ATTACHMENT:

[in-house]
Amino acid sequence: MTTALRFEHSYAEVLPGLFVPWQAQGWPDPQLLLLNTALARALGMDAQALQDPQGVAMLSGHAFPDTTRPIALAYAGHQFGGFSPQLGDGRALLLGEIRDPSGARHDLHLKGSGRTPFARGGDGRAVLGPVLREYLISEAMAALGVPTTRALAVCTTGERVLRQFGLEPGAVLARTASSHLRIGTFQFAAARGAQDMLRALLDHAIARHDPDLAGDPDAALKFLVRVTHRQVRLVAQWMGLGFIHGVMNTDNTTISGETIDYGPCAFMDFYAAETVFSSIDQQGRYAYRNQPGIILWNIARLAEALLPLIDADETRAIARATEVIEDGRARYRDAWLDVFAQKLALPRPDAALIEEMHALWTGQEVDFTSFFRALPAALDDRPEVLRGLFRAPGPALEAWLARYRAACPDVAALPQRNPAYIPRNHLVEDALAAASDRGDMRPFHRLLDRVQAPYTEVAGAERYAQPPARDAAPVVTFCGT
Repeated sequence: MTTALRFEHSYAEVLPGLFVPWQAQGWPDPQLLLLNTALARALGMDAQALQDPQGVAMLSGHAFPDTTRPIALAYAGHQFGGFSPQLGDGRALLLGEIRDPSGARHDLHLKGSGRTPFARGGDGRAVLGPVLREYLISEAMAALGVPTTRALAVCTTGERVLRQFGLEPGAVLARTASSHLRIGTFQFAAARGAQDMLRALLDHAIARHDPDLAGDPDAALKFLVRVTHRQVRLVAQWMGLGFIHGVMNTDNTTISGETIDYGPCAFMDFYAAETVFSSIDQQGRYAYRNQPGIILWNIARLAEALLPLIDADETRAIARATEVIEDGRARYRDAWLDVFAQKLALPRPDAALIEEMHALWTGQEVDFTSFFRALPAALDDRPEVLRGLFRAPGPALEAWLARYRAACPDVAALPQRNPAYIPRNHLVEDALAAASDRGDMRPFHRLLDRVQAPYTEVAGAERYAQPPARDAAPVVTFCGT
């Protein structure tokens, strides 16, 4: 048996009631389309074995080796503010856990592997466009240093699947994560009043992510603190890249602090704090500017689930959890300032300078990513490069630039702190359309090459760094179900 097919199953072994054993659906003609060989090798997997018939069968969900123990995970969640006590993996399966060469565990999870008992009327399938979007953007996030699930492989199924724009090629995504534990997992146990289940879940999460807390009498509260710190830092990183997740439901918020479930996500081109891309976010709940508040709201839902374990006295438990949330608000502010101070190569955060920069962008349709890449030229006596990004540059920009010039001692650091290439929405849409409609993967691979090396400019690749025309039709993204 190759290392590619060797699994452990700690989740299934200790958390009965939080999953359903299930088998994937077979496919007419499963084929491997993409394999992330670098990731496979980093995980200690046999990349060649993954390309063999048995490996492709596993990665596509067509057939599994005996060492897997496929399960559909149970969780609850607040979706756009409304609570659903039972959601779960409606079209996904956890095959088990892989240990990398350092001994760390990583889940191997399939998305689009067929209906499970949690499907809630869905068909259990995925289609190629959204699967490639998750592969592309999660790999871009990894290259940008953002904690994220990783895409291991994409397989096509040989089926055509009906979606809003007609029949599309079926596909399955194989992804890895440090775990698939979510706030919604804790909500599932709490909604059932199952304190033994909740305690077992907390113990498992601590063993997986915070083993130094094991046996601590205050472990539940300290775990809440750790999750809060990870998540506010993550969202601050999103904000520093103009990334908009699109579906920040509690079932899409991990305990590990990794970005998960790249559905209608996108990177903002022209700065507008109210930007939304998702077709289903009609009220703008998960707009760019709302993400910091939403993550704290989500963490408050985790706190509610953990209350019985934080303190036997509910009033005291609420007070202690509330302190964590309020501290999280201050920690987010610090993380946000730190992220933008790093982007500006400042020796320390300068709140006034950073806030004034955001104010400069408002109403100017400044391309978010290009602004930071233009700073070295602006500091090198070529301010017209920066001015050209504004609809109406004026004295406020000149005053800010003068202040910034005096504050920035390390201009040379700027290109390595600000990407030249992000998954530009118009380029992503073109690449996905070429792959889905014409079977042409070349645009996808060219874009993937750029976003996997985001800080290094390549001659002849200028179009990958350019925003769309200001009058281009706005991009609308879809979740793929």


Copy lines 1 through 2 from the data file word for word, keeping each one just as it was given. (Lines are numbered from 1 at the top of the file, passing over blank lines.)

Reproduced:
[in-house]
Amino acid sequence: MTTALRFEHSYAEVLPGLFVPWQAQGWPDPQLLLLNTALARALGMDAQALQDPQGVAMLSGHAFPDTTRPIALAYAGHQFGGFSPQLGDGRALLLGEIRDPSGARHDLHLKGSGRTPFARGGDGRAVLGPVLREYLISEAMAALGVPTTRALAVCTTGERVLRQFGLEPGAVLARTASSHLRIGTFQFAAARGAQDMLRALLDHAIARHDPDLAGDPDAALKFLVRVTHRQVRLVAQWMGLGFIHGVMNTDNTTISGETIDYGPCAFMDFYAAETVFSSIDQQGRYAYRNQPGIILWNIARLAEALLPLIDADETRAIARATEVIEDGRARYRDAWLDVFAQKLALPRPDAALIEEMHALWTGQEVDFTSFFRALPAALDDRPEVLRGLFRAPGPALEAWLARYRAACPDVAALPQRNPAYIPRNHLVEDALAAASDRGDMRPFHRLLDRVQAPYTEVAGAERYAQPPARDAAPVVTFCGT